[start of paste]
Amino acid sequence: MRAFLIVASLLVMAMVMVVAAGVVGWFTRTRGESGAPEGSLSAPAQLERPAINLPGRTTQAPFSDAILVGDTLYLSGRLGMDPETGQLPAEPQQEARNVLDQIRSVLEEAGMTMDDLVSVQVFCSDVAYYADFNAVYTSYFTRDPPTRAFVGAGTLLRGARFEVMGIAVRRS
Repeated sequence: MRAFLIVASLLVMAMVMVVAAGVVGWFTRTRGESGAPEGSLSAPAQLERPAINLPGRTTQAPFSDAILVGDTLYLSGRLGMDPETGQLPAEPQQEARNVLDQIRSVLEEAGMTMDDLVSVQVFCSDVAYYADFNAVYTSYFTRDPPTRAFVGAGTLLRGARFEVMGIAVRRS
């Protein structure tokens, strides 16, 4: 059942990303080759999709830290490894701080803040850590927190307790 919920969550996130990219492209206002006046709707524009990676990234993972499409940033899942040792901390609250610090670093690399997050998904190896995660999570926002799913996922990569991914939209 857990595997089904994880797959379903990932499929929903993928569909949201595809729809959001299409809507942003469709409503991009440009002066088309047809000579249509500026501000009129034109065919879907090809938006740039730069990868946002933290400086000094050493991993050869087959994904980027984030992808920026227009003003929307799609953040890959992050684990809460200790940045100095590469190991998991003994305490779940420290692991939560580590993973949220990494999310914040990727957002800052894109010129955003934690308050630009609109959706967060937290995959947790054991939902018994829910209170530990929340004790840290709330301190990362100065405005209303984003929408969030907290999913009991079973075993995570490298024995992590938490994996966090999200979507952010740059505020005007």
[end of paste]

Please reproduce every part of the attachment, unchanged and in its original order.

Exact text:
Amino acid sequence: MRAFLIVASLLVMAMVMVVAAGVVGWFTRTRGESGAPEGSLSAPAQLERPAINLPGRTTQAPFSDAILVGDTLYLSGRLGMDPETGQLPAEPQQEARNVLDQIRSVLEEAGMTMDDLVSVQVFCSDVAYYADFNAVYTSYFTRDPPTRAFVGAGTLLRGARFEVMGIAVRRS
Repeated sequence: MRAFLIVASLLVMAMVMVVAAGVVGWFTRTRGESGAPEGSLSAPAQLERPAINLPGRTTQAPFSDAILVGDTLYLSGRLGMDPETGQLPAEPQQEARNVLDQIRSVLEEAGMTMDDLVSVQVFCSDVAYYADFNAVYTSYFTRDPPTRAFVGAGTLLRGARFEVMGIAVRRS
């Protein structure tokens, strides 16, 4: 059942990303080759999709830290490894701080803040850590927190307790 919920969550996130990219492209206002006046709707524009990676990234993972499409940033899942040792901390609250610090670093690399997050998904190896995660999570926002799913996922990569991914939209 857990595997089904994880797959379903990932499929929903993928569909949201595809729809959001299409809507942003469709409503991009440009002066088309047809000579249509500026501000009129034109065919879907090809938006740039730069990868946002933290400086000094050493991993050869087959994904980027984030992808920026227009003003929307799609953040890959992050684990809460200790940045100095590469190991998991003994305490779940420290692991939560580590993973949220990494999310914040990727957002800052894109010129955003934690308050630009609109959706967060937290995959947790054991939902018994829910209170530990929340004790840290709330301190990362100065405005209303984003929408969030907290999913009991079973075993995570490298024995992590938490994996966090999200979507952010740059505020005007």